From the Sri Lankan Pride Page on Facebook
Appam or Appam hoppers are a type of food mainly in Kerala, Tamil Nadu and Sri Lankan cuisine.
- String hopper (Noolputtu)
- Or idiyappam (pronounced [iʈijapːam]), is made from rice noodles curled into flat spirals. It is served for breakfast with a thin fish orchicken curry, containing only one or two pieces of meat, a dhal (lentil) dish, and a spicy sambol or fresh chutney. String hoppers are made from steamed rice flour made into a dough with water and a little salt, and forced through a mould similar to those used for pasta to make the strings. They are cooked by steaming. These hoppers can be bought ready-made. The Indian and Sri Lankan population eats String Hoppers for breakfast or dinner. There are many variations to this, depending on the type of flour used etc. This simple dish can be adapted into other foods such as String Hopper Biriyani, by adding scrambled eggs or vegetables.
- See Recipe from infolanka.com
Way down at the tip of India you willl find this island nation, separate from India, yet close in culture and culinary taste. Sri Lanka is famous for its “white curries” always made with cocunut and cocunut milk, and for its spices and hot peppers. Side dishes of soothing fresh tropical fruit are a pleasing contrast to hot curry. (The Multicultural Cookbook for Students)
Meen Molee is a favorite recipe:
- Active Time:25 min
- Start to Finish:45 min
ADAPTED FROM NIMMY PAUL
January 2008 Gourmet Magazine
- 8 garlic cloves, chopped, divided
- 1 teaspoon ground coriander
- 1/4 teaspoon cayenne
- 1/4 teaspoon ground cumin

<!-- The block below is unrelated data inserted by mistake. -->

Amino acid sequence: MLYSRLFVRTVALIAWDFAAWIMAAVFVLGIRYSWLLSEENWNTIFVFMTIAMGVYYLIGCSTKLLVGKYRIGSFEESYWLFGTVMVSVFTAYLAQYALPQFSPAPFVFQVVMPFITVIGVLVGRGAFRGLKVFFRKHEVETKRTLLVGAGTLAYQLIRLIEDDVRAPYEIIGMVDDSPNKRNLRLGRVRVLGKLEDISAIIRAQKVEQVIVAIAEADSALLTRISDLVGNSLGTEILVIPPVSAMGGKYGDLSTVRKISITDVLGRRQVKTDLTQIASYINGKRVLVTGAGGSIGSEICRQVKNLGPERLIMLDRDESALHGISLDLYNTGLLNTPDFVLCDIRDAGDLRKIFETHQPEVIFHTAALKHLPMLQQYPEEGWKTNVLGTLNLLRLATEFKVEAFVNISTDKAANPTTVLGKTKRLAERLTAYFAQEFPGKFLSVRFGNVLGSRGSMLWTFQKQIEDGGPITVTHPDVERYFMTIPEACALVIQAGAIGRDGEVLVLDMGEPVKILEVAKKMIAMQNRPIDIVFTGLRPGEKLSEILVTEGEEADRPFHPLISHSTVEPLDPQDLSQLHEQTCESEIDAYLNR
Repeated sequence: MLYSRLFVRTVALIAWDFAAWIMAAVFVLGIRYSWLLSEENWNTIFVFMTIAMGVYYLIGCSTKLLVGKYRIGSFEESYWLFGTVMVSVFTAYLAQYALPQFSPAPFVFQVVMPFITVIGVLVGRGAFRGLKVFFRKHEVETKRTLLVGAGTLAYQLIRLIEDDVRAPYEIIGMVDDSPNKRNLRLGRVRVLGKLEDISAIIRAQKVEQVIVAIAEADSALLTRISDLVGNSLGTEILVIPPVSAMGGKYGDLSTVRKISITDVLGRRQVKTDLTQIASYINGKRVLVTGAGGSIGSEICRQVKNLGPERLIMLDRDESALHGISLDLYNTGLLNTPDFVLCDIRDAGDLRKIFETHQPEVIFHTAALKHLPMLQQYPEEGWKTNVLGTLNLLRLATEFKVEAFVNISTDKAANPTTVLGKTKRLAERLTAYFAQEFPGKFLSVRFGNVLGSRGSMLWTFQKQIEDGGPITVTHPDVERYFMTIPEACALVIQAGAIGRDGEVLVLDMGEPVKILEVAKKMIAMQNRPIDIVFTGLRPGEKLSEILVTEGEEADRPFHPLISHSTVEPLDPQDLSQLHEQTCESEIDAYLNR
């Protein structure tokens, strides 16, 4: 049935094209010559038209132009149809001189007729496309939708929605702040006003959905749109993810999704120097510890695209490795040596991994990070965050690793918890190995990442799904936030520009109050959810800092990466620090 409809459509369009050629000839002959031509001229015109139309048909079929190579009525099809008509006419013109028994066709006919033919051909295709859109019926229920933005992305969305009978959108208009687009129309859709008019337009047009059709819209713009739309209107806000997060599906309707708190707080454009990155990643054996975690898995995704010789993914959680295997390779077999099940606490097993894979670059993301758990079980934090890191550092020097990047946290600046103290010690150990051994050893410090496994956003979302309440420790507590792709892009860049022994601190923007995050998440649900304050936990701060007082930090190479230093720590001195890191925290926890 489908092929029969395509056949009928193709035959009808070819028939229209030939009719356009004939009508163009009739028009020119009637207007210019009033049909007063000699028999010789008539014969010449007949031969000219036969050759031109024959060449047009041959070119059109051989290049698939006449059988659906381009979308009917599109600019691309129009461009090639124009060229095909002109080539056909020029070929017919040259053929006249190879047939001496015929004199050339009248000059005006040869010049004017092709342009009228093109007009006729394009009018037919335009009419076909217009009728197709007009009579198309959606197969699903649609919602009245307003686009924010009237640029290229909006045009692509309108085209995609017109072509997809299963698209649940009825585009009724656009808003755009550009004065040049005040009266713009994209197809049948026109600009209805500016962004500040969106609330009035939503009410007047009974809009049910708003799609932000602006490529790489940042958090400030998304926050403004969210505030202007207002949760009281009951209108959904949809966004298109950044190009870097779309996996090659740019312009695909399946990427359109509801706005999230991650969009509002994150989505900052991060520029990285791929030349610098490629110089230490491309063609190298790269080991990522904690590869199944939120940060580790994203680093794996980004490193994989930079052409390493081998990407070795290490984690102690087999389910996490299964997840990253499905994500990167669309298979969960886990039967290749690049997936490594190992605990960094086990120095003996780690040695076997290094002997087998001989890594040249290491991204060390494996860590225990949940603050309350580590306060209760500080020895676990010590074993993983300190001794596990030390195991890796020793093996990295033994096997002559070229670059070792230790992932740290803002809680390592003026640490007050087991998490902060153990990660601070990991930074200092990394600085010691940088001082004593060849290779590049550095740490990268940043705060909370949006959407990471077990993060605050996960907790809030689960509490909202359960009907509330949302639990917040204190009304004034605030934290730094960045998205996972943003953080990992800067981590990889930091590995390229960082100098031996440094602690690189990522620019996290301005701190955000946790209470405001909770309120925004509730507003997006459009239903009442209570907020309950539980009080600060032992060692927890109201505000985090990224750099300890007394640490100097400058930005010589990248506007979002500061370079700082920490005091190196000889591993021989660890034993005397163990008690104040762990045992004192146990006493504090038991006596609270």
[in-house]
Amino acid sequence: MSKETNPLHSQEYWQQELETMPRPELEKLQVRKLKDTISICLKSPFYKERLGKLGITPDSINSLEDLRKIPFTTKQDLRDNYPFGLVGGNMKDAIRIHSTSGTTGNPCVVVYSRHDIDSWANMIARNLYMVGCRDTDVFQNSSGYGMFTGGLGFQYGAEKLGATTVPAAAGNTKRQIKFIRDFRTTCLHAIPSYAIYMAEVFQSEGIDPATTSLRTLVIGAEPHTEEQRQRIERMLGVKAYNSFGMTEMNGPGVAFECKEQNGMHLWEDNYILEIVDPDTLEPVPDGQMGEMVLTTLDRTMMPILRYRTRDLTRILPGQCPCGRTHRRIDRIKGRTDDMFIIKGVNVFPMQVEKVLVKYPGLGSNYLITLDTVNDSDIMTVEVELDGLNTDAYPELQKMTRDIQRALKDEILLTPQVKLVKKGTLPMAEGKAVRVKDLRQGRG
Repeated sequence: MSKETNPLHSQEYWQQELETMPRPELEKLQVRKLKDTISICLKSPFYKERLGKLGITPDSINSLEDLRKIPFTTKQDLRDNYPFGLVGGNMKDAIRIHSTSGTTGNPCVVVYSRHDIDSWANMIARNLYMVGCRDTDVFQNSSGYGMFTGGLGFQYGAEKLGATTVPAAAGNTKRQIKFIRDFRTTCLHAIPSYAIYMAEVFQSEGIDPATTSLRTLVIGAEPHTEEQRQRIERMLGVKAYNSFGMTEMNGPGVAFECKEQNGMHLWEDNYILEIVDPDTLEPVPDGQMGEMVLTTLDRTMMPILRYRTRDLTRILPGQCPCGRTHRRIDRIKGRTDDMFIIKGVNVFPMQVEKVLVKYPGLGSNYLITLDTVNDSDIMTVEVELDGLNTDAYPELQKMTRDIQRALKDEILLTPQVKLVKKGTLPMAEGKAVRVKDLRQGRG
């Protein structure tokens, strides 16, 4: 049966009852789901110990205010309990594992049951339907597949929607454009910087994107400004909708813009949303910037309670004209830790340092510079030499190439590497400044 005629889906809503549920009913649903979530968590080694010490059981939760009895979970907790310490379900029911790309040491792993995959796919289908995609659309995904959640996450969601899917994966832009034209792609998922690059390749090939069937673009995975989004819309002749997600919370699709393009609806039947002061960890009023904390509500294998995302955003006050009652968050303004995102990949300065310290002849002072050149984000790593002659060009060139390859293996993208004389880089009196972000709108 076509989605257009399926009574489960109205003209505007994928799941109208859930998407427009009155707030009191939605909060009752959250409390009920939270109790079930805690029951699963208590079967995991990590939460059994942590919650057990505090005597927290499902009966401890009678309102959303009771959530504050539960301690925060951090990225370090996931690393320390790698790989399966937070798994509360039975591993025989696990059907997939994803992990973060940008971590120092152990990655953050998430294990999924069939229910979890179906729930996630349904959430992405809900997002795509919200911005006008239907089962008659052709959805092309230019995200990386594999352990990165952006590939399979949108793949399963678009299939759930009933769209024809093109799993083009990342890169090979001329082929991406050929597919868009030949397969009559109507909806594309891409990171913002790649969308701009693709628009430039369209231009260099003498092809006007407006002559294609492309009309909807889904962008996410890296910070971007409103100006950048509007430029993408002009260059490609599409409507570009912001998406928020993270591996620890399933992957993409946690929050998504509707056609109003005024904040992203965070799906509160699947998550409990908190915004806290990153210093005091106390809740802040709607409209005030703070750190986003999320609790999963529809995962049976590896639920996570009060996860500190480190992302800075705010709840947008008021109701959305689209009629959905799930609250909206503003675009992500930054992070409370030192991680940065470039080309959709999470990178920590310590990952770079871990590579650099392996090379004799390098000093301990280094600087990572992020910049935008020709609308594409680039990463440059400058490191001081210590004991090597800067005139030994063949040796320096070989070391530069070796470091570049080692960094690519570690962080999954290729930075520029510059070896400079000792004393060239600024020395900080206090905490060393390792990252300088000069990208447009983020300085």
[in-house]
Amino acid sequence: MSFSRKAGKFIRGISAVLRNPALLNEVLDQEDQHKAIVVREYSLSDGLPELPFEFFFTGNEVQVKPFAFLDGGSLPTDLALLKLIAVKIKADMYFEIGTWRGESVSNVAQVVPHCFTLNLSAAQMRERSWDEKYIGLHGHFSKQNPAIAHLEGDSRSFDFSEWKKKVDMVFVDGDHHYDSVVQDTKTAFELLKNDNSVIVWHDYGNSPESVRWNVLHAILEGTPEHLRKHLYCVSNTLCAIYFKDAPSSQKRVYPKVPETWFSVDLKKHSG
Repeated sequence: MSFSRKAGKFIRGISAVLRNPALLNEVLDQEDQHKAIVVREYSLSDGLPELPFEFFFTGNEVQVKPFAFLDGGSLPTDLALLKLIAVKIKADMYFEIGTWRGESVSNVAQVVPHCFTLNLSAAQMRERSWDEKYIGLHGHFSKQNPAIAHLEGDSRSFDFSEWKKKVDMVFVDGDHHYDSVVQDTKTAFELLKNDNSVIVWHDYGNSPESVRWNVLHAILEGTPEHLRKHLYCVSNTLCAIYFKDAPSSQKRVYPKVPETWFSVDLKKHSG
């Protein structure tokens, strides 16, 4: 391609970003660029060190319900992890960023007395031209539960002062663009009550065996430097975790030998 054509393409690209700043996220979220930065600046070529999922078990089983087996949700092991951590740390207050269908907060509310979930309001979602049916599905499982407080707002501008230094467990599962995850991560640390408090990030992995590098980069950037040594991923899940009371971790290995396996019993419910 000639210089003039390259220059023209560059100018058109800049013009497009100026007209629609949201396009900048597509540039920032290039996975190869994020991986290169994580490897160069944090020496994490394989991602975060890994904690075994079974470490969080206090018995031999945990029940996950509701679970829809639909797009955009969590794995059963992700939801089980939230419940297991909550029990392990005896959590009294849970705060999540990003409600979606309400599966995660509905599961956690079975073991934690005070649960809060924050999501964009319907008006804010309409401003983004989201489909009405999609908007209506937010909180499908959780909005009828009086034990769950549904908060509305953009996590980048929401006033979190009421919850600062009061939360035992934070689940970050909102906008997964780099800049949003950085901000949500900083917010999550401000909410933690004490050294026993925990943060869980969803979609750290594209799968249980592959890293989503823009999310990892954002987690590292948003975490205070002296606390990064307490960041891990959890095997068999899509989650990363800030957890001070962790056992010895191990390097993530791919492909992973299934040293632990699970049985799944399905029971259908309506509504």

- 1/4 teaspoon turmeric
- 2 tablespoons vegetable oil
- 2 medium onions, sliced 1/4 inch thick
- 3 (4- to 5-inch-long) thin fresh hot green chiles, or to taste, thinly sliced, including seeds if desired
- 1 tablespoon minced peeled ginger
- 1 sprig fresh curry leaves (about 15 leaves; see cooks’ note, below)
- 1 (14-oz) can unsweetened coconut milk (do not shake)
- 1 (1 1/4-lb) piece halibut fillet (3/4 inch thick)
- 1 medium tomato, sliced 1/2 inch thick
Mince and mash half of garlic to a paste with 1/4 teaspoon salt, then stir together with spices.
Heat oil in a 12-inch heavy nonstick skillet over medium-high heat until it shimmers, then cook onions, chiles, ginger, curry leaves, and remaining garlic, stirring occasionally, until lightly browned, about 5 minutes. Stir in spice mixture and cook over medium-low heat, stirring occasionally, 5 minutes.
Meanwhile, spoon off thick cream from coconut milk (about 1/2 cup) and reserve separately from remaining coconut milk.
Push onion mixture to edge of skillet and put fish in center, then pile onion mixture on top of fish. Add thin coconut milk and simmer, covered, shaking skillet occasionally, until fish is just cooked through, 8 to 10 minutes. Transfer to a platter and keep warm, covered.
Add thick coconut cream and tomato to skillet and simmer until tomato is slightly softened, about 1 minute. Season sauce with salt and spoon over fish.
Fresh curry leaves are available at Indian markets and kalustyans.com
Photograph by Romulo Yanes